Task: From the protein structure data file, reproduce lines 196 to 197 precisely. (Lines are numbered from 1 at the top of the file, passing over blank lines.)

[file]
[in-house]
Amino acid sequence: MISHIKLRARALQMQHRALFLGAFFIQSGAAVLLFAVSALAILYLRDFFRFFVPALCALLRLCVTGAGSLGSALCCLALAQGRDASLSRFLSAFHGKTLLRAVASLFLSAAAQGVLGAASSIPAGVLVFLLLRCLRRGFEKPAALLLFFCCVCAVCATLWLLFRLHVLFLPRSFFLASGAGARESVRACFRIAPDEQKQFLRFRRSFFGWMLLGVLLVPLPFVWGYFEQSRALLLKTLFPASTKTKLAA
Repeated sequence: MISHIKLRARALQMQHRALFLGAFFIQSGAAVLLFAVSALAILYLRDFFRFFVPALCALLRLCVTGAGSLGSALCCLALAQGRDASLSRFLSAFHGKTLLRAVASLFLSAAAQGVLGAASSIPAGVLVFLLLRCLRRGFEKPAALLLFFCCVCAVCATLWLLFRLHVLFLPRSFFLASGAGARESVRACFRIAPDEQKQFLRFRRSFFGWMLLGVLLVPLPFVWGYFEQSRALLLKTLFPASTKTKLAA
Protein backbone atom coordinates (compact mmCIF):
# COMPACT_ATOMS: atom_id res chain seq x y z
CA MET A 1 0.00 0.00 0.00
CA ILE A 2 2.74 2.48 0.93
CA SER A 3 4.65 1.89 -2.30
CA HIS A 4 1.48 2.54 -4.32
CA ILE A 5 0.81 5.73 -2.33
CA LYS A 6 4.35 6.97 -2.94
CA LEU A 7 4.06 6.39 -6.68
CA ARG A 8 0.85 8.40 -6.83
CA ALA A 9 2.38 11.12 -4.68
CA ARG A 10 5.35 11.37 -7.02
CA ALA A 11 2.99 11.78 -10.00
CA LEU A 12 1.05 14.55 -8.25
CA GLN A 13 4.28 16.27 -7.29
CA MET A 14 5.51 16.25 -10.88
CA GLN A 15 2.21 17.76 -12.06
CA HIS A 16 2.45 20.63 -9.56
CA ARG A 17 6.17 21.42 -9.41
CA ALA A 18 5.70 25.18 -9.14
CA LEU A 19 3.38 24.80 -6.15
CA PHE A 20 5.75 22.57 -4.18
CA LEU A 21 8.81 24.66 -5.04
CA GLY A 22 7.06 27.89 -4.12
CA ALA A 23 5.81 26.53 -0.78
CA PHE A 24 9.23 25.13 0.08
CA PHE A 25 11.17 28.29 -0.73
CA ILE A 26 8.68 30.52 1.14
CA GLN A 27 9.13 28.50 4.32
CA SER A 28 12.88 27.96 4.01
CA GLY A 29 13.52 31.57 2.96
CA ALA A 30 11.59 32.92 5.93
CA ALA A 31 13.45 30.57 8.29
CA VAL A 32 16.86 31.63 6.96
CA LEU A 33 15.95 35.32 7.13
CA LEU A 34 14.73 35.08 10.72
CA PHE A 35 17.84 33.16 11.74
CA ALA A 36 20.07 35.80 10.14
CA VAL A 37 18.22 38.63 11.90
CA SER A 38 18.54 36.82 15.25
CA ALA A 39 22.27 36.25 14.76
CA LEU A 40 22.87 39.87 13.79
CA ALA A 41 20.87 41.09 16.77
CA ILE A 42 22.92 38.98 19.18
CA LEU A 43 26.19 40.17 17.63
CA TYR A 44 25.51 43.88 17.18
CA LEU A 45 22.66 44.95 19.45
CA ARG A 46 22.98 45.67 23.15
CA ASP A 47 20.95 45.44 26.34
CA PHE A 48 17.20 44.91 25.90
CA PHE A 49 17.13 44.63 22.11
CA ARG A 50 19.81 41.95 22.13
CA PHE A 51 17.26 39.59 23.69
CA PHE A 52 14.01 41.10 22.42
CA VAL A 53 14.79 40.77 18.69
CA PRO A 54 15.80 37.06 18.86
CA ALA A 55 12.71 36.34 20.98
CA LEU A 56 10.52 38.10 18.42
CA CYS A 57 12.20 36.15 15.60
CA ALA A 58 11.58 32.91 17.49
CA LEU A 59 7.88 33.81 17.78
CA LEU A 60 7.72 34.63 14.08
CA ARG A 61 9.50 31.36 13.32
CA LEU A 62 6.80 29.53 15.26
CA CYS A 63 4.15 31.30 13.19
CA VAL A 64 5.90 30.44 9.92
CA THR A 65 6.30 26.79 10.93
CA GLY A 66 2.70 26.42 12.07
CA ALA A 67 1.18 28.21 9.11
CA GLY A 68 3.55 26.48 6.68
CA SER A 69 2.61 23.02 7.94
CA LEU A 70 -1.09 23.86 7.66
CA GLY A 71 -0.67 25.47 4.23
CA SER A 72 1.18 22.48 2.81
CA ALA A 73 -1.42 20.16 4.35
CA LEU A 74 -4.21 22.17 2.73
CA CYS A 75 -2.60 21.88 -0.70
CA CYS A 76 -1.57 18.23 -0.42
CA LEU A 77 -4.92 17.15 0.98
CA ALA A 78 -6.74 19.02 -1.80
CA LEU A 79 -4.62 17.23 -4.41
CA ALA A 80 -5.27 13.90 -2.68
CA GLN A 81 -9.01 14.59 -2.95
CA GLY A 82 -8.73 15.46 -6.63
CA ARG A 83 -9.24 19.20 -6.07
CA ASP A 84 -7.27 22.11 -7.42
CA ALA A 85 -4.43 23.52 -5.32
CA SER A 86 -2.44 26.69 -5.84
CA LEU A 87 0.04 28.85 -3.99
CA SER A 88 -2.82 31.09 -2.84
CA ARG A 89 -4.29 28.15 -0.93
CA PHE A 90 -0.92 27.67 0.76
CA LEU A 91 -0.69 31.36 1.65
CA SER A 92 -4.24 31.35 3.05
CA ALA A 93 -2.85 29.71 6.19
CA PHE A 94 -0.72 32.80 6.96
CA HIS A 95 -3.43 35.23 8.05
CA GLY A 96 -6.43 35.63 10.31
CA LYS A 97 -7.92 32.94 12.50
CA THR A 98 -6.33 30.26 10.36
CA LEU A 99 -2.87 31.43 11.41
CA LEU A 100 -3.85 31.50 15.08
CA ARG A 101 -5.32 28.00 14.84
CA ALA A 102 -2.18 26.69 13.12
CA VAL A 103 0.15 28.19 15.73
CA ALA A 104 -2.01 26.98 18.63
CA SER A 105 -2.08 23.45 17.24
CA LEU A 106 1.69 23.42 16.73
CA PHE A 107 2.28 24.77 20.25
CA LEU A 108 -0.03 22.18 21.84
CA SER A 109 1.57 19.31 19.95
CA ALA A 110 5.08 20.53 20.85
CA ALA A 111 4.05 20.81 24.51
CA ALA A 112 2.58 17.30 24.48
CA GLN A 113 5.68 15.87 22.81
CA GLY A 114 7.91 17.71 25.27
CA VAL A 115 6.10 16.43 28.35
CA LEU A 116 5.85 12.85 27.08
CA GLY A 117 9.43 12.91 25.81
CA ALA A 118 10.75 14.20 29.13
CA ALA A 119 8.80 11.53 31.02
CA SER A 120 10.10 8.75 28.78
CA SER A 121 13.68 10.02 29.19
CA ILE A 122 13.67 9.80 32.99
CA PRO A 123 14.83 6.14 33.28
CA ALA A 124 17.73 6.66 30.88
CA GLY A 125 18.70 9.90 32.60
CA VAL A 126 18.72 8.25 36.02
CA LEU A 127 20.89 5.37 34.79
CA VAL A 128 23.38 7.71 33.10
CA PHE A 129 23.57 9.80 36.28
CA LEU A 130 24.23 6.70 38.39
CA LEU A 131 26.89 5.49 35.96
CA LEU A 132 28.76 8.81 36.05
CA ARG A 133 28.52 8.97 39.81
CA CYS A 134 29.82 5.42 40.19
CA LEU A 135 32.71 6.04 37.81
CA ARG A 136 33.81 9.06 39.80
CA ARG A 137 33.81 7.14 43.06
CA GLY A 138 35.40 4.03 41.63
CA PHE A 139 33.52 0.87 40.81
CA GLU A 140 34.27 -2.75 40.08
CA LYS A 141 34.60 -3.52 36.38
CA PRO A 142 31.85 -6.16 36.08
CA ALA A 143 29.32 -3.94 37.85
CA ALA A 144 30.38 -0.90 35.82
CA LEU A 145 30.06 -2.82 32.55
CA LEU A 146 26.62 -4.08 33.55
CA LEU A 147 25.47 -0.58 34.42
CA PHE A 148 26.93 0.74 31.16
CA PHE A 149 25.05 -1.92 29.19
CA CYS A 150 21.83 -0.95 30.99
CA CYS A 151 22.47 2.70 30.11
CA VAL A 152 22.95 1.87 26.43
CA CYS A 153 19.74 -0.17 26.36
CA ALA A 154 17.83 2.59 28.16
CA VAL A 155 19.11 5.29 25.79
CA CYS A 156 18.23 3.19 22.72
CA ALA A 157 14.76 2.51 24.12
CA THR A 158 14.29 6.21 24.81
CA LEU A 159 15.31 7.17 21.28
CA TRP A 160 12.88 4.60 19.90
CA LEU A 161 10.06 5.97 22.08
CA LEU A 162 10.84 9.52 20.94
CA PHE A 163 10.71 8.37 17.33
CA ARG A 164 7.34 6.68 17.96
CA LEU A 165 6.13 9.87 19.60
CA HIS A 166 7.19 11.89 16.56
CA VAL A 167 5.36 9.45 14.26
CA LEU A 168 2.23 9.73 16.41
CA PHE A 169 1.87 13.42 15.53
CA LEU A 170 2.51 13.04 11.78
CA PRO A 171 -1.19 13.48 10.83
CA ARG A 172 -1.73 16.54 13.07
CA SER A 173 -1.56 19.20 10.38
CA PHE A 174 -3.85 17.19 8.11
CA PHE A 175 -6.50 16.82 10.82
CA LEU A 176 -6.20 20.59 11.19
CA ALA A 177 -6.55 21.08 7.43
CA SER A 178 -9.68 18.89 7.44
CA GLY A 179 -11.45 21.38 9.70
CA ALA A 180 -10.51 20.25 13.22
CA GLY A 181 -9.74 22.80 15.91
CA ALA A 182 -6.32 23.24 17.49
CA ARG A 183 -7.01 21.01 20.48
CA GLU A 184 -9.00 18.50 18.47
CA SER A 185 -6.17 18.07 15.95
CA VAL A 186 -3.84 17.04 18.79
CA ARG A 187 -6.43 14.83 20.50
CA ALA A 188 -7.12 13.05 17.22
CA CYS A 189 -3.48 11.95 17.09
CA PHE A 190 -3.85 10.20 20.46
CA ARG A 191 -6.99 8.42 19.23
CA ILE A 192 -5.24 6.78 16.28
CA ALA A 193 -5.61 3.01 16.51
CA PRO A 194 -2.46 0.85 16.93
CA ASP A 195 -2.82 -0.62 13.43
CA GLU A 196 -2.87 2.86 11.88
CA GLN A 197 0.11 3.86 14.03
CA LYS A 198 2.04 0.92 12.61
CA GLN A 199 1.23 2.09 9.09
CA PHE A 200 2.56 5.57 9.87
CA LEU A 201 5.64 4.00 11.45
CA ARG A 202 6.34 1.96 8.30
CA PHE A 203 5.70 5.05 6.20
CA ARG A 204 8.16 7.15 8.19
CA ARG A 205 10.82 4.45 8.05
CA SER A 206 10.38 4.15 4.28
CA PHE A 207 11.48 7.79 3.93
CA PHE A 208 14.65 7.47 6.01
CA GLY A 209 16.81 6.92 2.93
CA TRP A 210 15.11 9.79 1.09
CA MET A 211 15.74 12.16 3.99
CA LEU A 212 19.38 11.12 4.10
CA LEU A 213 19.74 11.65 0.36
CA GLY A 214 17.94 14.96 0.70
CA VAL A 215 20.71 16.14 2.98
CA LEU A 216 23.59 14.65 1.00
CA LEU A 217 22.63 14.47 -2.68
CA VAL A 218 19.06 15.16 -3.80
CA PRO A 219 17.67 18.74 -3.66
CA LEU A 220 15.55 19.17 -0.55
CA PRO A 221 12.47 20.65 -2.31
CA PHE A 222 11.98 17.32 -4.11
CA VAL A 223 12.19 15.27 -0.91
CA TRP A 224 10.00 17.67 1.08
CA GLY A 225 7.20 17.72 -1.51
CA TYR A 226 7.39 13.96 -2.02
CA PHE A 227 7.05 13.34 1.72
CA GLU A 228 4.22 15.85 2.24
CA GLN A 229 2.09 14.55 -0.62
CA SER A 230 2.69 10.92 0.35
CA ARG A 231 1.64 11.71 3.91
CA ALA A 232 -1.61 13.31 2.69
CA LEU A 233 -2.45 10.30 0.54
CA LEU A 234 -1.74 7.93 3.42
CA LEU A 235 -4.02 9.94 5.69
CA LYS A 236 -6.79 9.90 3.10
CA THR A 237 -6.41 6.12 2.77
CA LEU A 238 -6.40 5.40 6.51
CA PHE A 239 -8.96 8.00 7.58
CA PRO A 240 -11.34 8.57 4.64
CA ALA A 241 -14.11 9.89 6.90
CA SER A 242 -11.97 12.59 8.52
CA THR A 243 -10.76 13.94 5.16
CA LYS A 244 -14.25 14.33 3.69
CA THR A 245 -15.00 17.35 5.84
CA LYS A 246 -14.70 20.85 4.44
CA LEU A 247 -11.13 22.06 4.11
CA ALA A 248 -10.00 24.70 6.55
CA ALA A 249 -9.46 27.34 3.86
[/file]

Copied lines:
CA ARG A 191 -6.99 8.42 19.23
CA ILE A 192 -5.24 6.78 16.28